Tuesday, August 20, 2013

On summer, The Virgin Suicides, with some outfit pics.

And just like that, the summer is almost over. I have watched The Virgin Suicides twice  last week, because this just happens to be that kind of summer – hot and lolling, indulgent and haunting. It’s an interesting movie; at first, it seems male-gazey as all get out, but this is only if you buy into the narrative setup of object (Lisbon girls)-subject (the neighborhood boys)-narrator (the novel’s auctorial voice). It took me a while to break away from this and to realize that the boys and the narrator are just two middle and superfluous, ego-driven layers of this four-layer cake of a movie – but the Lisbon girls and the film’s director, Sofia Coppola are the id and the super-ego – that is, the things that matter. Both female subjects and the directorial eye are invisible to the men framed by them – they talk about how women are those mysterious, ultimately unknowable creatures, but in doing so they only reveal their own limitations; if we are to stick to the Freudian framework, ego’s understanding capabilities are very limited. Id might be unknowable to it, but not to itself (yes, I know this is not a perfect metaphor; bear with me here).

So it is really a fascinating movie: male narrators and characters spend the entire movie failing to understand and, ultimately, save women around them – women who are mysterious to them but not to themselves or the director or the viewer. Kirsten Dunst and Sofia Coppola both understand Lux; so do we, as viewers. It is ultimately ends up being a very female movie – with men providing much of sound, fury, and confusion and if that is filtered out, we are left with the image of the decaying house, a half-eaten sandwich left on the steps, four girls lolling on the floor, with the sounds of summer coming in distantly from the outside.



My own summer has been a lot busier than I planned, as it is usually the case. There wasn’t much lolling, but I do have new favorite thing: bees. We have started a small apiary for research purposes, and I’ve been spending so much time tending to my hive. Those are Italian bees, beautiful mahogany color, and the honey is slow and golden, and the frames are bending and dripping with it, and wax smells like summer.  I want them to survive the winter comfortably, so I’m not taking any honey. Here I am making sugar syrup for them – this is soon after we added a second layer of frames, and the sugar syrup is supposed to increase their wax production.



This is incidentally my new lab. We have moved into a new building, which has a big ass water molecule in front of it. Of course I had to pose with it:



Otherwise, August weather has been shockingly mild for New Jersey.  Early in the morning it is cool enough for jackets and long sleeves, and this is when I usually walk to my favorite coffee shop to get a latte and possibly sit down for a while, enjoy my coffee and catch up on Facebook and twitter on my phone (I do not write in coffee shops, mostly because I find them noisy and distracting, and also I resent the thought of carrying my laptop for a few miles.) Afetrward, I continue with my walk – usually 3-5 miles, depending on how quickly the sun warms up. And then I drive to work, where the hive buzzes so beautifully, and I feel like reading nothing but poetry and fashion blogs, and September is way too close.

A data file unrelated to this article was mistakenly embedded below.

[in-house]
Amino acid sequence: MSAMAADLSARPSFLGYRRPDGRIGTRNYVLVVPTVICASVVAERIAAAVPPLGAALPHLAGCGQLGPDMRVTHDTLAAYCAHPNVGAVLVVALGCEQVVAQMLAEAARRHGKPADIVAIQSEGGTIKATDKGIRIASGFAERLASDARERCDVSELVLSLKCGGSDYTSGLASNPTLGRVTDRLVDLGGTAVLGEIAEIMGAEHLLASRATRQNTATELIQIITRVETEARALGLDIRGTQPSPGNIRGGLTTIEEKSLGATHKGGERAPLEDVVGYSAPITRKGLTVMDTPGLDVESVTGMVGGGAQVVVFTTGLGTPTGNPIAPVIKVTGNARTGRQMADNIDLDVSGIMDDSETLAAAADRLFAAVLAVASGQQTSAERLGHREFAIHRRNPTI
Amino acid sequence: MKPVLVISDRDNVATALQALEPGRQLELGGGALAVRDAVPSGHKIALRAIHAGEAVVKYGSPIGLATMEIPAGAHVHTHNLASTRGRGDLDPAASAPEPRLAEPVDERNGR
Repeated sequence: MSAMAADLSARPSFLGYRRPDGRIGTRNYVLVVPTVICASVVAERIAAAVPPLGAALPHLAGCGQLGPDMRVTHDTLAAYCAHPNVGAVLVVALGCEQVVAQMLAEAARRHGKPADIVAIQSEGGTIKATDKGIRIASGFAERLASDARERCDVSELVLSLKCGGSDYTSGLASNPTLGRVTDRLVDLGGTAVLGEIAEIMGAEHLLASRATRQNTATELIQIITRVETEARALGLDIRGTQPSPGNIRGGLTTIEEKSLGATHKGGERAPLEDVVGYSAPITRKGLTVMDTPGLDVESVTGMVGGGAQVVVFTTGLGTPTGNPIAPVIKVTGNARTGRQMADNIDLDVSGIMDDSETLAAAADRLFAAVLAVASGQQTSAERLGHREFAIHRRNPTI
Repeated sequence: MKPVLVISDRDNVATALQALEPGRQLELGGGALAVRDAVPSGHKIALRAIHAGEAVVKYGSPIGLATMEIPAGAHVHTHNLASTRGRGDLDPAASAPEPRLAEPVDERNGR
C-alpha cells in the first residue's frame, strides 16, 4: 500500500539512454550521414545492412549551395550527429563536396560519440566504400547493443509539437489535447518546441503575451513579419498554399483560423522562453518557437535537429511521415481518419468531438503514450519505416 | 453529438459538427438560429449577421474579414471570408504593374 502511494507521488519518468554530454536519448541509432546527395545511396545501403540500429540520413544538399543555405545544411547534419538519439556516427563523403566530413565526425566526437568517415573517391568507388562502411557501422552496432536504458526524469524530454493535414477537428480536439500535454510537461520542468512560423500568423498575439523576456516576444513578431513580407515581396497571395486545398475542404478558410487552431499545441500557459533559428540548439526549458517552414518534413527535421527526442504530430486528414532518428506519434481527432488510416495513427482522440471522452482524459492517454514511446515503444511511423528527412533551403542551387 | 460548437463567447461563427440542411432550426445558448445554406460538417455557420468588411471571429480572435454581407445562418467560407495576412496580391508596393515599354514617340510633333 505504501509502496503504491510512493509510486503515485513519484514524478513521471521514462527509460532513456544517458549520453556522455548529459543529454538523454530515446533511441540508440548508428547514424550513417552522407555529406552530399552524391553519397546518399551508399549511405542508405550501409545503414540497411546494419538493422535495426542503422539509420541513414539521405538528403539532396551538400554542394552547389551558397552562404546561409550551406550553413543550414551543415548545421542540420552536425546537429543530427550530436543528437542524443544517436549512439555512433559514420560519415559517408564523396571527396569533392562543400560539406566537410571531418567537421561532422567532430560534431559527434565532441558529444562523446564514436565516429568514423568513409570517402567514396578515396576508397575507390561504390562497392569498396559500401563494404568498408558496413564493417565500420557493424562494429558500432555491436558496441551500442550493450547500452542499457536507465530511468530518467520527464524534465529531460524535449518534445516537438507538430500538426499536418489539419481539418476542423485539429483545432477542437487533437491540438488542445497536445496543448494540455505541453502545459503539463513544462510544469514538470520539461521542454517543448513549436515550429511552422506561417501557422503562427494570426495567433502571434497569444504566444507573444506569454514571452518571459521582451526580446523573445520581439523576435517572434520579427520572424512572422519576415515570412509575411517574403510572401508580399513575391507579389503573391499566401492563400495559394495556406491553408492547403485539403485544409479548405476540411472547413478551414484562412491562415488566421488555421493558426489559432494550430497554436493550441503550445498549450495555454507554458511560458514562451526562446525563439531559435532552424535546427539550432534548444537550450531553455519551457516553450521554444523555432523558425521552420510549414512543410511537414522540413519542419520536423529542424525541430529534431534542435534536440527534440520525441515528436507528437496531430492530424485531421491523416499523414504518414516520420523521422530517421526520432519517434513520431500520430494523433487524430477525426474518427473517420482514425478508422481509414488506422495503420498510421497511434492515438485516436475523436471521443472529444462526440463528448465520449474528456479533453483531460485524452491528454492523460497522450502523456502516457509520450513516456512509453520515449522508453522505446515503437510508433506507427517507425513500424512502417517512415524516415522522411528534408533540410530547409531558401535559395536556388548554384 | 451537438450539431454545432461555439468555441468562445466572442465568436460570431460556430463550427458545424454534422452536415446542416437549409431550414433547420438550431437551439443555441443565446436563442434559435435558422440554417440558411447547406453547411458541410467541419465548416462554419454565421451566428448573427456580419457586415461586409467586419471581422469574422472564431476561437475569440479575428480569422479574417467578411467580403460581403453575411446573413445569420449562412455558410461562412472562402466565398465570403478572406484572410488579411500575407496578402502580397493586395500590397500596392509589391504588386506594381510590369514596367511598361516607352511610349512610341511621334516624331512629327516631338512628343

2 comments:

thefuriouspearpie said...

You look amazing! So crisp.

The girl I babysit, T, was lucky enough to be a part of a project where the children at her school were taught about bees in an interdisciplinary manner, a blend of science and the arts. When the children learned about the purpose of the bee dance, they watched professional dancers interpret these movements. They observed the different parts of flowers from nature and were then encouraged to paint the blooms from a bee's point of view. One day T brought me a little piece of beeswax to smell--she offered it to me, saying 'Pear smell this it's nice,'--and it was like fresh sweet wood. I hope the bees thrive under your care.

P.S. I read 'House of Discarded Dreams' a week ago and I enjoyed it deeply, and have recommended it to my friends. Thank you for your work. :)

Fish Monkey said...

Thank you so much for your kind words about my book (and my outfits -- I am currently obsessed with Carin Wester, whose pants and shoes I'm wearing in the molecule pic, so I will probably be writing more about her). I'm so pleased HoDD is finding an audience -- this is the book I'm most proud of, and as usually the case, it is also the one that has been slow in picking up readers.

I came to bees from plants, since I was trained as a plant ecologist, but coevolution is this thing when you realize you have to do insects if you have to do plants. And I fell in love with bees -- the smells and the sounds (this smell of wax -- do you love it? how good is it?) are just so... indolent is the word that springs to mind. Hm, maybe I should post something about the process of finding new things to love. But the thing with bees, the more I learn, the more impressed I am, and they are like poetry. Mandelshtam, arguably the greatest Russian poet ever, wrote an amazing poem about bees and it just goes through my mind all the time now, and it all is just so perfect and beautiful.

Anyway, I'm gushing. Thank you for coming back and posting -- I deeply enjoyed our discussion about geek fashion issues, and hope you stick around. I am on twitter too, btw! Are you?